Although logging has clearly had a detrimental direct impact, it is the indirect effects of illegal logging that pose the greatest threat to the forest and its orangutans. While the concession loggers used rail tracks to remove wood from the forest, the smaller and less well-funded groups of illegal loggers resorted to digging canals into the flooded peat. During the wet season, loggers use these canals to float logs out to the river. These canals are a huge problem, because the formation and maintenance of the peat – upon which the entire forest stands – is dependent on wet, flooded conditions. Under these conditions, dead organic matter cannot rot, leading to a build up of carbon-rich peat and making tropical peat-swamp forests one of the planet’s most efficient terrestrial carbon stores. Once drained and dried, however, peat begins to degrade and becomes highly vulnerable to fire. This threatens the integrity and persistence of the entire forest and releases massive amounts of carbon into the atmosphere, contributing toward global climate change. Peat-swamp forest fires are also incredibly difficult to extinguish, as the peat itself burns below the surface and down to the water table. The negative impacts of illegal logging therefore continue to be felt long after the illegal loggers have left the area.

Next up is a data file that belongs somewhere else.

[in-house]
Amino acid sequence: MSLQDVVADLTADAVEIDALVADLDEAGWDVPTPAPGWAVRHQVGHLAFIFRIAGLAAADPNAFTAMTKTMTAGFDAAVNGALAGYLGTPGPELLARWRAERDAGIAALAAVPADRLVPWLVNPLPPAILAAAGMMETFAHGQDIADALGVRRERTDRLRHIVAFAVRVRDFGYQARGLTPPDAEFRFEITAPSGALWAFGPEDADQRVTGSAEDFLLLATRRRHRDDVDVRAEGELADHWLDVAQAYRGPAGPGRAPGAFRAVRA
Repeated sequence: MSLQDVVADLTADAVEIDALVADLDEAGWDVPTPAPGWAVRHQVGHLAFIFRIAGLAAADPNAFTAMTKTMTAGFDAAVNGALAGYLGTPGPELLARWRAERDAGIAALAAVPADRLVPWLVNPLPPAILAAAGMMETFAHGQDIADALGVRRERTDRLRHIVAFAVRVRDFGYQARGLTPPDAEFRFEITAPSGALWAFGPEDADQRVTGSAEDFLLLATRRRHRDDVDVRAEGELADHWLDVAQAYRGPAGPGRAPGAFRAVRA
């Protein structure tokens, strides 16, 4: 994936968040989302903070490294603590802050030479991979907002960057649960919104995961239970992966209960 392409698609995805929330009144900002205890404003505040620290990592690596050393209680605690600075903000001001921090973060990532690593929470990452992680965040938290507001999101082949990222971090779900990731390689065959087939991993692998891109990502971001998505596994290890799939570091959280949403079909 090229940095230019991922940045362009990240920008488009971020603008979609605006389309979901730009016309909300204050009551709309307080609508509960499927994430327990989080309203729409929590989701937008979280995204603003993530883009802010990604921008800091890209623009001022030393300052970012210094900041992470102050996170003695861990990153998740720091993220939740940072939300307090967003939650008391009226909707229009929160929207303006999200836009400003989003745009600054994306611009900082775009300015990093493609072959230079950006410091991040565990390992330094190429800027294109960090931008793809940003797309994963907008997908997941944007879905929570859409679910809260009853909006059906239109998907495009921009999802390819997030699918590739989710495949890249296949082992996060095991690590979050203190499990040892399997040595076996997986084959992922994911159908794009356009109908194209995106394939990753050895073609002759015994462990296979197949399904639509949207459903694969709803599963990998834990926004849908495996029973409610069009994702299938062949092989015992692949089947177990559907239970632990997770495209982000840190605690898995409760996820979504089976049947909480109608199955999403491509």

These threats are being countered through a Community Patrol Team and Fire Attack Force, which is managed by CIMTROP, with support, advice and financial assistance from OuTrop. This dedicated team is comprised entirely of local villagers, helping to ensure support among the local community. The team conduct frequent forest patrols throughout the year to detect and prevent illegal activities. These patrols led to the cessation of illegal logging in the area in 2004, and enable any fires that do arise to be detected and extinguished as rapidly as possible. The Fire Attack Force work under dangerous conditions to fight forest fires, often working around the clock for many days to ensure that fires are properly extinguished. In addition to this, the Patrol Team also work to dam the illegal logging canals that still criss-cross the forest, in order to retain water, restore natural hydrological conditions and prevent fire. To complement these efforts, OuTrop and CIMTROP are developing reforestation programs, to help kick-start forest regeneration in cleared and burnt forest areas.